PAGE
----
Review: Stephanie Meyer – The Short Second Life of Bree Tanner

The Short Second Life of Bree Tanner
Stephanie Meyer
Bree is a new-born vampire. She has been created with a purpose. But she doesn’t know what that purpose is. A venture out into the sunlight with Diago means new potentials.
Considering that I pretty much completely loathed Twilight, you might wonder why I bothered to read this tacked on bit of story about a seriously minor character. Well, it was what my library had to offer at the time in the range of talking books.

One of my main problems with the Twilight Saga was that Edward and Bella were such one-dimensional characters. Their love story was set from the beginning, and neither of them could think past “I love you” “I want to protect you” “I love you”.

Meyer seems obsessed with sappy love stories, and vampires feeling connections with each other. Bree falls for Diego, Diego falls for Bree, each dies, everyone is sad. Not.

Bree shows a bit more interest in life outside. You know she is doomed from the beginning, otherwise it wouldn’t be a ‘short’ second life. I didn’t remember her at all from Eclipse though, until I got to the climax of this novel. Then ta-da! I remembered her. I also connected with her.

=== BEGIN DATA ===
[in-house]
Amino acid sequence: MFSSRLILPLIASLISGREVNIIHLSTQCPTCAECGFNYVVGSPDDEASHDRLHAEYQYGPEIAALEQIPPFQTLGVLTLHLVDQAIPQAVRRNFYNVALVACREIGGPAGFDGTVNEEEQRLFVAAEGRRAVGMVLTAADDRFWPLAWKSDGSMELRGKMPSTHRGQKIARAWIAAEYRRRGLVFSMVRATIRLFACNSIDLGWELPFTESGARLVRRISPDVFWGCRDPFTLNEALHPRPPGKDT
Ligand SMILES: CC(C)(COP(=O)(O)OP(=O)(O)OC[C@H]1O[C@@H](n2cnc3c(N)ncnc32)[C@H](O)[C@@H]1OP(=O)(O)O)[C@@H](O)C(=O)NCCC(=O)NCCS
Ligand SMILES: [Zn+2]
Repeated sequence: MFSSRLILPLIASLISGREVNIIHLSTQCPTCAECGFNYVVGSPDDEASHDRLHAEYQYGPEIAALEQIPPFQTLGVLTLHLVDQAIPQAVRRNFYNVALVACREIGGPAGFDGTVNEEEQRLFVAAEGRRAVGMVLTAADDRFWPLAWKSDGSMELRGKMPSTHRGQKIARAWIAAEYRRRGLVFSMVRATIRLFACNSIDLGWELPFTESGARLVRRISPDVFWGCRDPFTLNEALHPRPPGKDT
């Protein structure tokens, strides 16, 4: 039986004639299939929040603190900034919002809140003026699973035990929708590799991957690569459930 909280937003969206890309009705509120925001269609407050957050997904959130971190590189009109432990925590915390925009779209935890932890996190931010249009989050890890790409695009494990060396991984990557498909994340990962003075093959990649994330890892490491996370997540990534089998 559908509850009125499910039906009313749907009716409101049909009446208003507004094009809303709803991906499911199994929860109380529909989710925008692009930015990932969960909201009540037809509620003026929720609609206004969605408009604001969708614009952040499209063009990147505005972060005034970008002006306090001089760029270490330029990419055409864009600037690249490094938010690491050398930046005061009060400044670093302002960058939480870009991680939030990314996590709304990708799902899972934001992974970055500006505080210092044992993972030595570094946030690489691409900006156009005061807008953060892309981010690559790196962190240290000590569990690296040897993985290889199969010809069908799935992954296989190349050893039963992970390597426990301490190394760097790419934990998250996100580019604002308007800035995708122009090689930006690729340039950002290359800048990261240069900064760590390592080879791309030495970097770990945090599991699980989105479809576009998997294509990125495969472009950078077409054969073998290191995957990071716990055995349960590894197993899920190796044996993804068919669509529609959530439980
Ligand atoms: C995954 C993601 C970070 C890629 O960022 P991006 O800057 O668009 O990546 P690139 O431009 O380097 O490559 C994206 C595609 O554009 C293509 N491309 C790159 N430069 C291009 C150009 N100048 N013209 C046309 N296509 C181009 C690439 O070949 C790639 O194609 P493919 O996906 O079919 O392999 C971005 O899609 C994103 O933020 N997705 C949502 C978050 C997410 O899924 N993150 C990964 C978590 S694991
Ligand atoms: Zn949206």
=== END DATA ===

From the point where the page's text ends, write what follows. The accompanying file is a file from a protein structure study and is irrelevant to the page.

I wished that the background information included in this novel (such as the sparkling skin and Victoria’s violent ways) had been present in Twilight to provide a bit more substance. Somehow, this novella seems like it’s more interesting.

What I liked was that the abilities of Freaky Fred and the others. I wanted more of that! Less newborn, stupid, revenging vampires, and more smart ones. From the way The Twilight Saga was written, I expected more of the vampires to be smart and skilled. All of the Cullen family are skilled.

What can I say about a short story/novella. I always find it difficult to get into them. At least with this one, I had borrowed it as a talking book from the library. It took little effort from me to listen to it. The reader was ok, great with Bree’s voice, not so good with the male characters. There is no way I would have read it for myself – I have other things to get on with reading!

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